Search This Blog

Loading...

For more coverage follow us also on Twitter and Facebook


Showing posts with label Naki Eric. Show all posts
Showing posts with label Naki Eric. Show all posts

Thursday, 11 August 2011

ANC LEADER CALLS FOR SWAZI REFORM

New Age, South Africa

11 August 2011

SOURCE

Mantashe calls for reform in Swaziland

By Eric Naki

ANC secretary-general Gwede Mantashe might be the first top leader of the ruling party in South Africa to express a clear public view on the seemingly untouchable political situation in Swaziland.

He was quoted as saying our neighbour, the landlocked kingdom, must allow multi-party democracy or unban political parties. Could Mantashe’s public pronouncement reflect the thinking within the top echelons of the ANC or was his a voice in the wilderness? The former must be true, I contend.

Holding a post that is traditionally highly regarded as being an “engine” of the movement for the power it carries, his could not be just a lone voice. Whether Mantashe was saying this as the ANC secretary-general or was using his position as chairperson of the SACP, whose position is clear toward repression in this, Africa’s only remaining absolute monarchy, I have no idea.

Mantashe is most likely reflecting the inner thinking and the fermenting discourse at the top level of the ANC. Especially coming on the heels of the controversial R2.4bn loan by the South African government to Swaziland, this strong statement tells us the ANC would like to get value for the money that went to Mbabane.

That value of the money (whether taken from taxpayers or from the coffers of Reserve Bank matters not) should be the ushering in of democracy in Swaziland, where political parties remain banned and political activism restricted since the reign of King Sobhuza II, the late father of King Mswati III.

The country is ruled by a no-party Tinkhundla royal political system headed by the king.

That senior leaders like Mantashe are now breaching the diplomatic protocol of not interfering in the internal affairs of another state is indicative of thinning patience by Luthuli House towards the political stagnation in Swaziland.

The loan provides an excuse for some to come out of the closet and express their “rebel” viewpoints on the uncharted waters of the Swazi Tinkhundla dictatorship.

It is important to note that the ANC was alone in turning a blind eye to the repression inflicted by the Mswati leadership in Swaziland, as its alliance partners, Cosatu and the SACP, long have taken an unequivocal stand that Swaziland must permit free political activism or must face isolation by South Africa, the SADC, African Union and the international community.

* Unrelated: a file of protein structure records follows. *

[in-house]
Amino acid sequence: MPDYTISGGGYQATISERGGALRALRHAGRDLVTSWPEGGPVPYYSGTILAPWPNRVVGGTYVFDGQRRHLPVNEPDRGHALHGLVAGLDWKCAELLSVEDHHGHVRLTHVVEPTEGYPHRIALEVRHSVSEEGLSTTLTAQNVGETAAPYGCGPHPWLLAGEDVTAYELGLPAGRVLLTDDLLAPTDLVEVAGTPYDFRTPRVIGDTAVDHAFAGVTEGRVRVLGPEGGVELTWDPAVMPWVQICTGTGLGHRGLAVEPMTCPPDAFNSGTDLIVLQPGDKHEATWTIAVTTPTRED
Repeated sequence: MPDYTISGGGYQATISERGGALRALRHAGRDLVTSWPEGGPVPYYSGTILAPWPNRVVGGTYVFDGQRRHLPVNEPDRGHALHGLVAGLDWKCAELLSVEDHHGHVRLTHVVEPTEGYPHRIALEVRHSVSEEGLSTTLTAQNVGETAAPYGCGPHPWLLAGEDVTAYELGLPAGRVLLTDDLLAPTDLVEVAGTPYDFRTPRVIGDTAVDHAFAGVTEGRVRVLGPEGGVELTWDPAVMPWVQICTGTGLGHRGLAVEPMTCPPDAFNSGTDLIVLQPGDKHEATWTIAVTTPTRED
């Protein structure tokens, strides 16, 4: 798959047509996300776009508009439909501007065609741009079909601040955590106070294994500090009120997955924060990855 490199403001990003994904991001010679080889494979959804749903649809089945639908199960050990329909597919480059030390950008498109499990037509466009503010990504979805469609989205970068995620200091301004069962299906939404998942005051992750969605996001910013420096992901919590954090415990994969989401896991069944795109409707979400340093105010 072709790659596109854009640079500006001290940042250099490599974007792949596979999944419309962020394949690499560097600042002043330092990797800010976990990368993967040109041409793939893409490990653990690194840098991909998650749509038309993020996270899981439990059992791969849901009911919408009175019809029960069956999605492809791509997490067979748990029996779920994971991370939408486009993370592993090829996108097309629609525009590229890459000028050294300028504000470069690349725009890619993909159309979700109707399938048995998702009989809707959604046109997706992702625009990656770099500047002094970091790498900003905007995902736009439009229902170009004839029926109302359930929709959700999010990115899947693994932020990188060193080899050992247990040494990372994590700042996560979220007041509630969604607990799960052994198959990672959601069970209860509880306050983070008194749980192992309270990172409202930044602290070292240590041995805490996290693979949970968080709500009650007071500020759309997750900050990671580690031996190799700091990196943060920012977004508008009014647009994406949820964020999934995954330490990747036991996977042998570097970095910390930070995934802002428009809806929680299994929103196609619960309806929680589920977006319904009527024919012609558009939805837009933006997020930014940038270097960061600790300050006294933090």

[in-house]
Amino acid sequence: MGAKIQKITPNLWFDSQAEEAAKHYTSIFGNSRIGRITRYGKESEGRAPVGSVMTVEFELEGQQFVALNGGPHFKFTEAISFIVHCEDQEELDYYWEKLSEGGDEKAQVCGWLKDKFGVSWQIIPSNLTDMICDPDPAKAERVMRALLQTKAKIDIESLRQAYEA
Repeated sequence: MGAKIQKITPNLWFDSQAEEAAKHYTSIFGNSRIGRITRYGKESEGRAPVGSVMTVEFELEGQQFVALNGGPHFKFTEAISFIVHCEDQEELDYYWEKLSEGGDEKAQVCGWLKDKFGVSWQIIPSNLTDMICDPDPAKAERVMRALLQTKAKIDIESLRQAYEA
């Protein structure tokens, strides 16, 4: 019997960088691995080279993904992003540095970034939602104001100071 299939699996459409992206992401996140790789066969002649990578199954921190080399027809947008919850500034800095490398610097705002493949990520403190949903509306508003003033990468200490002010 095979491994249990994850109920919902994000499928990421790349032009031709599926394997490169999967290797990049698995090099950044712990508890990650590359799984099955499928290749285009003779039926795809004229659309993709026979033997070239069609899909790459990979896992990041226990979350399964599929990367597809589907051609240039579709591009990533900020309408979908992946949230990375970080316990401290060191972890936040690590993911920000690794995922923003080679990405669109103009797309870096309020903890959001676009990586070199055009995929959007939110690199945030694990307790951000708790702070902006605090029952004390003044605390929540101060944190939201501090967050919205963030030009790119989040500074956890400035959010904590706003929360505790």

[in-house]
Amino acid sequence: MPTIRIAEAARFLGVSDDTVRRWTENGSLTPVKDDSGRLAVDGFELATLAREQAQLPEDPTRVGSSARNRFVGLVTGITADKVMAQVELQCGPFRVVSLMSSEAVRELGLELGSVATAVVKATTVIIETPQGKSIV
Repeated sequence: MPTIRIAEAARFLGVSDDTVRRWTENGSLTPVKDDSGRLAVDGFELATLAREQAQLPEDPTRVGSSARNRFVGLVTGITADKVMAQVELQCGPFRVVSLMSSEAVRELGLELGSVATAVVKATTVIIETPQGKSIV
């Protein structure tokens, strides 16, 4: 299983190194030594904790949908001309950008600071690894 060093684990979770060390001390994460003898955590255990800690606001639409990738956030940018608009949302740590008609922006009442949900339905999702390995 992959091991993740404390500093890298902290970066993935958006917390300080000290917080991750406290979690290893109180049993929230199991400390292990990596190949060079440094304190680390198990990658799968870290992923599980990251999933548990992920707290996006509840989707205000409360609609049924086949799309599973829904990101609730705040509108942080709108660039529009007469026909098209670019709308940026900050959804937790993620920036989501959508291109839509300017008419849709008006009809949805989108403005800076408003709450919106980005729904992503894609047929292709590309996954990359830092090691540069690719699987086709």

Our left-wing activists working alongside Swazi activists in exile here staged several border blockades in solidarity with the oppressed Swazi masses, and many Cosatu leaders were detained and deported and declared as a nuisance and interfering in that country’s internal affairs by the Mswati regime in the process.

The situation in Swaziland is dire, make no mistake, but the response of our political fathers in SADC and AU has been muted, with Mswati even being trusted to lead the SADC troika on politics, defence and security.

Across that border, opponents of the regime are daily subjected to apartheid-style arbitrary detentions, harassment, disappearances, mysterious deaths, arrests and torture of leaders who face trumped up charges, particularly those from the People’s United Democratic Movement (Pudemo), with its president, Mario Masuku, going in and out of jail.

The president of the Swaziland Youth Congress, Bheki Dlamini, is in jail while many political activists and opposition members are living in exile in South Africa and other neighbouring countries.

Recently civil servants rose up to demand better wages and free political activity. Such pro-democracy protests often result in intensification of repression by Swazi authorities against their organisers and leaders.

If South Africa fails to act to normalise the situation in Swaziland, we will find ourselves with another Zimbabwe in our hands – a never-ending exodus into this country of illegal economic immigrants, the majority of whom do not benefit this country’s economy but become a burden to its social security system and job market.

Unless Pretoria acts on Swaziland and helps to free its people from the yoke Mswati perennially puts on their necks, we will be forced to cough up more money to bail out a failing economy and prop up an oppressive regime next door.

While the conditions attached to the R2.4bn loan to Swaziland are vague, with only a call for “political reforms” there is hope that influential voices are emerging to speak out against the lack of democracy in that country.

Luthuli House is better placed to influence the South African government’s new approach, which could help usher democracy in Swaziland.

We need to watch what Mantashe’s pronouncement on Swaziland will precipitate in the short to medium term. With any of our neighbouring states unfree, we cannot enjoy our hard-won freedom in South Africa.